Feb. 6, 2008 A new class of synthetic estrogens could offer women most of the benefit and less of the risk of standard hormone replacement therapy, a study in animals suggests.
The study, appearing online Jan. 31 in the journal Endocrinology, reports that mice with induced Alzheimer’s-like symptoms got better when given the synthetic hormone propylpyrazole triol (PPT).
“It improved behavior much the way that estrogen does,” said study leader Christian Pike, associate professor at the USC Davis School of Gerontology.
But unlike estrogen, which enlarges the uterus and is a known risk factor for endometrial and breast cancer, PPT caused no obvious changes to the animals’ reproductive tract.
Pike called the study a first step in the search for safer compounds that mimic estrogen’s positive effects on mental function and bone density. “If hormone therapy as it is now is a problem, what are the alternatives?” he asked.
PPT is one in a class of alternatives known as selective estrogen receptor modulators, or SERMs. These are tissue-specific compounds, acting only on certain parts of the body.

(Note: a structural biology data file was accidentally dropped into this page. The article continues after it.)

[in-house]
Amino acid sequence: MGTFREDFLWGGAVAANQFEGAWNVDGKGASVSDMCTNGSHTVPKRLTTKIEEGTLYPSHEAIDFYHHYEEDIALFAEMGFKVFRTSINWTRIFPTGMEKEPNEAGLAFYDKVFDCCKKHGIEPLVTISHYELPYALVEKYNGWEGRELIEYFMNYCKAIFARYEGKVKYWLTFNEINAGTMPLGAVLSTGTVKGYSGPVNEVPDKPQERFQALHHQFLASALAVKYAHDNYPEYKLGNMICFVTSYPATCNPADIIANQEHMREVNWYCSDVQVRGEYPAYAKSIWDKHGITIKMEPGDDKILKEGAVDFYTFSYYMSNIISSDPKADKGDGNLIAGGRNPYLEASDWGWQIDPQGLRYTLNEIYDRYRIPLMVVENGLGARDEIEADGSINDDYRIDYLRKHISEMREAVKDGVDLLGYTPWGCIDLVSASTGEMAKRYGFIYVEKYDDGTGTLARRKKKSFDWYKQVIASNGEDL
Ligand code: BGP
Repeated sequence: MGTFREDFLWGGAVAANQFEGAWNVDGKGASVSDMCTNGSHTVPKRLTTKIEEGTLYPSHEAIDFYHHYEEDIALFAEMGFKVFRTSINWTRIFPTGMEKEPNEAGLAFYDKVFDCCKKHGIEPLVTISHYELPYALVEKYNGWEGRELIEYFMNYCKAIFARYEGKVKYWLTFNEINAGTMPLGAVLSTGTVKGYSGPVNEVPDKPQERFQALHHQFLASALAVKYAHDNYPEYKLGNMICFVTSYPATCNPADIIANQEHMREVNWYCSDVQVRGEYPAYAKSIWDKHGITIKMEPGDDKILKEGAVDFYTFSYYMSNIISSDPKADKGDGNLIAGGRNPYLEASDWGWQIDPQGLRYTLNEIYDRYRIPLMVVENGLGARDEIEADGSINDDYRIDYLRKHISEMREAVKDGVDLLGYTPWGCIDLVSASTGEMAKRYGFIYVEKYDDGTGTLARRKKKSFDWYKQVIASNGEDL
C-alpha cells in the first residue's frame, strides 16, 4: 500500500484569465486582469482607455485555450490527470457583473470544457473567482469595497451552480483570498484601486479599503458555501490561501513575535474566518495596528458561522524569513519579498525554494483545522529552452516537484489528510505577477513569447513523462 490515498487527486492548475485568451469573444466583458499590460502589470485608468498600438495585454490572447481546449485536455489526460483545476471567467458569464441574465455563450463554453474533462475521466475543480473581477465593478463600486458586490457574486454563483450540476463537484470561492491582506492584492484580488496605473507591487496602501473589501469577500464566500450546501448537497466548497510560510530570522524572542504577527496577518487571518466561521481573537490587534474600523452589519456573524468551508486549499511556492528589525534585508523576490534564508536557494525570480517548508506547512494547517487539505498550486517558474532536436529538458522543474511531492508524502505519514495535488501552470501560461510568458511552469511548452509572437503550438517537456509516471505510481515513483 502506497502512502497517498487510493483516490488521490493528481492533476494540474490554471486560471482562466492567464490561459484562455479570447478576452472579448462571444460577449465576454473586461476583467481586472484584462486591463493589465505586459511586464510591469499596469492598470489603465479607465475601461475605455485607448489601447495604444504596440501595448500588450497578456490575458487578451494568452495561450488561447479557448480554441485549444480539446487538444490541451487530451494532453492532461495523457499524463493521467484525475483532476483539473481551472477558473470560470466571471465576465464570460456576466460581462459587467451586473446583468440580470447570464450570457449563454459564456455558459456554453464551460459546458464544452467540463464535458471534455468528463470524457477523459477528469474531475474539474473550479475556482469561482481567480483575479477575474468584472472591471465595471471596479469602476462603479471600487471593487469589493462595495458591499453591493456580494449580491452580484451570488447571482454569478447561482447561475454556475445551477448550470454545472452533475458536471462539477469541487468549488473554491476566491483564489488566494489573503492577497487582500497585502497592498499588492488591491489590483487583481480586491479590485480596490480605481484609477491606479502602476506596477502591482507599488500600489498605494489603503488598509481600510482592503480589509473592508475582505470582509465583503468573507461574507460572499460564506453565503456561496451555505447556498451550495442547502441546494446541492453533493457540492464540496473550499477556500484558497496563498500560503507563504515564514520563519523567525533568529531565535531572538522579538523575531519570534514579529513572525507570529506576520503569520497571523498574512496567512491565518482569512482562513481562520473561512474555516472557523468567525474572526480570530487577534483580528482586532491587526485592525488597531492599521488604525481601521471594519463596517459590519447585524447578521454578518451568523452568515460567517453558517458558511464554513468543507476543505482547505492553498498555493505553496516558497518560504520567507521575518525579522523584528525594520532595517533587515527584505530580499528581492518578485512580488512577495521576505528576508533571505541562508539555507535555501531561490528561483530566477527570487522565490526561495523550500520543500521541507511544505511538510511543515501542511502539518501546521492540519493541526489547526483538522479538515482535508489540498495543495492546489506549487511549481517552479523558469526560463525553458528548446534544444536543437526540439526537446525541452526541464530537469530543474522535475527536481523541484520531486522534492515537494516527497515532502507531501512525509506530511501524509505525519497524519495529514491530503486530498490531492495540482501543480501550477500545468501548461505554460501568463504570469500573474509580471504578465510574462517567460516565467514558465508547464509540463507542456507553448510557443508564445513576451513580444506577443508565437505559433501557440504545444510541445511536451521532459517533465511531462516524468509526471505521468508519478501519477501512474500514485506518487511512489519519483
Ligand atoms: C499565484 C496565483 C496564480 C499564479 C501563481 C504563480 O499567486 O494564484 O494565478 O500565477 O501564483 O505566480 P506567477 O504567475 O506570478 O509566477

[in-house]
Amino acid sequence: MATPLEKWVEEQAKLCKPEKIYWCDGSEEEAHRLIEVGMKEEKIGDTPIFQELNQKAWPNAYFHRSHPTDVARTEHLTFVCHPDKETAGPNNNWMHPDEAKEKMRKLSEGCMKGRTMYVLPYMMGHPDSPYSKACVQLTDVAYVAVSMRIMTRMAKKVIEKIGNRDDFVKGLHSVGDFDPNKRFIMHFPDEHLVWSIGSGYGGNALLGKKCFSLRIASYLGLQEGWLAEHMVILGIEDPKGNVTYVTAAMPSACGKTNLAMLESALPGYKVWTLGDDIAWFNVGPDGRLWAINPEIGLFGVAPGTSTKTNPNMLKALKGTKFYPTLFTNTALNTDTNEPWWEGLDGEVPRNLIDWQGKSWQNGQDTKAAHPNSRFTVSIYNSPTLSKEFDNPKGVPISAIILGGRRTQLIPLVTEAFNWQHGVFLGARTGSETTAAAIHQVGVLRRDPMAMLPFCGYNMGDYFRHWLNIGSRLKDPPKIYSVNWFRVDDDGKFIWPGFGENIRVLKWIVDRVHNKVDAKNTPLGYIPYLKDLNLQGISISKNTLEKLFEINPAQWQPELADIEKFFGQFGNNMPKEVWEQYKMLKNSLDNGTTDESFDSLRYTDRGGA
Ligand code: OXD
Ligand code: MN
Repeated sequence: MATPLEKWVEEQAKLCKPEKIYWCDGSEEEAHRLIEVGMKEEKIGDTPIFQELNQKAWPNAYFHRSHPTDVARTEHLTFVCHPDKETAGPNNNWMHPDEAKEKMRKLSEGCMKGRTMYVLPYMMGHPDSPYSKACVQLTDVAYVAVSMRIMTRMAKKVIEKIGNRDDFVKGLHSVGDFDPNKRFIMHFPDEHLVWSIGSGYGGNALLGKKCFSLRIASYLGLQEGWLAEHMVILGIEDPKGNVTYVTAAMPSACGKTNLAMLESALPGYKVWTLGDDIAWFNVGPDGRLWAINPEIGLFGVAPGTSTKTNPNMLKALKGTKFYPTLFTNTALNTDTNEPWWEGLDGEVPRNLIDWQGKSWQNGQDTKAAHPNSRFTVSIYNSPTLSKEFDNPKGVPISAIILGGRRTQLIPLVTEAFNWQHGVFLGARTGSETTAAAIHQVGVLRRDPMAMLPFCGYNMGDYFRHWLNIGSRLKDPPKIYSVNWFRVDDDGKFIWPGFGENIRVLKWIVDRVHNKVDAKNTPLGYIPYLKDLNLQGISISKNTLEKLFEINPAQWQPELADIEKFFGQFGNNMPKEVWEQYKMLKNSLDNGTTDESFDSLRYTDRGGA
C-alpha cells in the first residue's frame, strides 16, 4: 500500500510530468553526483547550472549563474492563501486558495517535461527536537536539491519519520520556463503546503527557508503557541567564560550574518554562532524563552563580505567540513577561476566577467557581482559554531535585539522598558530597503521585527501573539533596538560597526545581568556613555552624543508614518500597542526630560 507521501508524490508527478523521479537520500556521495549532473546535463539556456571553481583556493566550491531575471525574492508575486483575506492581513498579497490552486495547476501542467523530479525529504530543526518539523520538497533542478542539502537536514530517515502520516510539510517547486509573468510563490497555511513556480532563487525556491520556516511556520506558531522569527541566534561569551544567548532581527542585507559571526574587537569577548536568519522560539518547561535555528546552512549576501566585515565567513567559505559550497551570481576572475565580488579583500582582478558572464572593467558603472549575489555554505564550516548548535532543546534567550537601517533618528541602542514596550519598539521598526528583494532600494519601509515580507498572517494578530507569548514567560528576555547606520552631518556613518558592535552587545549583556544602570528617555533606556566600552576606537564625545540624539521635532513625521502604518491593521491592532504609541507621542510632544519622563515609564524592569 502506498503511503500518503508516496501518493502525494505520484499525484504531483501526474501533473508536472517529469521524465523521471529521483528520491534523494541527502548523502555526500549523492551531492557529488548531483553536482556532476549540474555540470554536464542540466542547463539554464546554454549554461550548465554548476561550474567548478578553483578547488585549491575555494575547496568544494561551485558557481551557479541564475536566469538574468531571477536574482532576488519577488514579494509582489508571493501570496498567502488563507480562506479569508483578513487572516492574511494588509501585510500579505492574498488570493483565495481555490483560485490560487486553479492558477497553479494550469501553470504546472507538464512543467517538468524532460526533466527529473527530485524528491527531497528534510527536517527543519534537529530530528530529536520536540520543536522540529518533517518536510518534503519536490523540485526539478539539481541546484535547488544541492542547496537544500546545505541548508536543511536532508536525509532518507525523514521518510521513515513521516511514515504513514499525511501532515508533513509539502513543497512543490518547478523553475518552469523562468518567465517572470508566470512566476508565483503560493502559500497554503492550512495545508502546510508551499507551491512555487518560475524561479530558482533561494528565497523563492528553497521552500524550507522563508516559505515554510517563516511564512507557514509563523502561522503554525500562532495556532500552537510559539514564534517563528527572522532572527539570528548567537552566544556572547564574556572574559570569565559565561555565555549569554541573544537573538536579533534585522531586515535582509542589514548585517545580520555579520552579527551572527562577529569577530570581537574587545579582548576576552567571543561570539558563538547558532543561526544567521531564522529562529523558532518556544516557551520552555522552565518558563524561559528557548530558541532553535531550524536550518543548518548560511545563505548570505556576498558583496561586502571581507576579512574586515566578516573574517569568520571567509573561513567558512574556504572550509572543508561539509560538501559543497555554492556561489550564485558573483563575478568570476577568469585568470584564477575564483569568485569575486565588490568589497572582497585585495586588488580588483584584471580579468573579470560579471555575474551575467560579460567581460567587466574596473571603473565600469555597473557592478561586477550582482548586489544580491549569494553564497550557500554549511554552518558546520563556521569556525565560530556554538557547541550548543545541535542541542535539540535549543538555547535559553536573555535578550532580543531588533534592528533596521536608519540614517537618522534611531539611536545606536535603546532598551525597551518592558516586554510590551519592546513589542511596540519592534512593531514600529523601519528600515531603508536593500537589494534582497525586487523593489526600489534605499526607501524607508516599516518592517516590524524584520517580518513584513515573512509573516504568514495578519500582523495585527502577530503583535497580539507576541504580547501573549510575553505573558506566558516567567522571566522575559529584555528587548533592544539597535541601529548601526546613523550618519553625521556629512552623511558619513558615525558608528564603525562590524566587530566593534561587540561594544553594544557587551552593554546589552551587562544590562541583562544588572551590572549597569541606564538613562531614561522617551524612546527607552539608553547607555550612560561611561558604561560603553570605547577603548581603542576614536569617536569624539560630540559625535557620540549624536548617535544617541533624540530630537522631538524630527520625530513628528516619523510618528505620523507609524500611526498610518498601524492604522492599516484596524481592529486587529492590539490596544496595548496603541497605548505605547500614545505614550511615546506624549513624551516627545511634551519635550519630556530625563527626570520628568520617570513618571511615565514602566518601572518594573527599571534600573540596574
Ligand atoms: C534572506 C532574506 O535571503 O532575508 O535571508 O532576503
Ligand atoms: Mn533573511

Some already are commercially available. The cancer drug tamoxifen blocks estrogen in breast tissue. Another drug, raloxifene, is an estrogen-like compound that promotes bone density but inhibits estrogen action in breast and uterus.
Raloxifene has been shown to reduce the risk of cognitive impairment in postmenopausal women, Pike said. The Endocrinology study should encourage further animal and human research on the potential benefits of SERMs, he added.
Another SERM in Pike’s study, diarylpropionitrile (DPN), showed limited benefits for mice with Alzheimer’s symptoms. PPT and DPN act on different parts of the estrogen system, Pike said.
The finding of differential effects among SERMs suggests it may be possible to design an optimal compound with the best possible risk-to-reward profile.
The study was funded by the National Institute on Aging under a large grant to USC researcher Roberta Diaz Brinton, who is leading a university-wide effort to study the effects of hormone therapy on women’s health.
Doctors prescribe hormone therapy to counter some of the harmful consequences of menopause, such as losses in bone density. But other large studies have shown that hormone therapy also increases the risk of breast cancer.
USC graduate student Jenna Carroll was the other author of the study.
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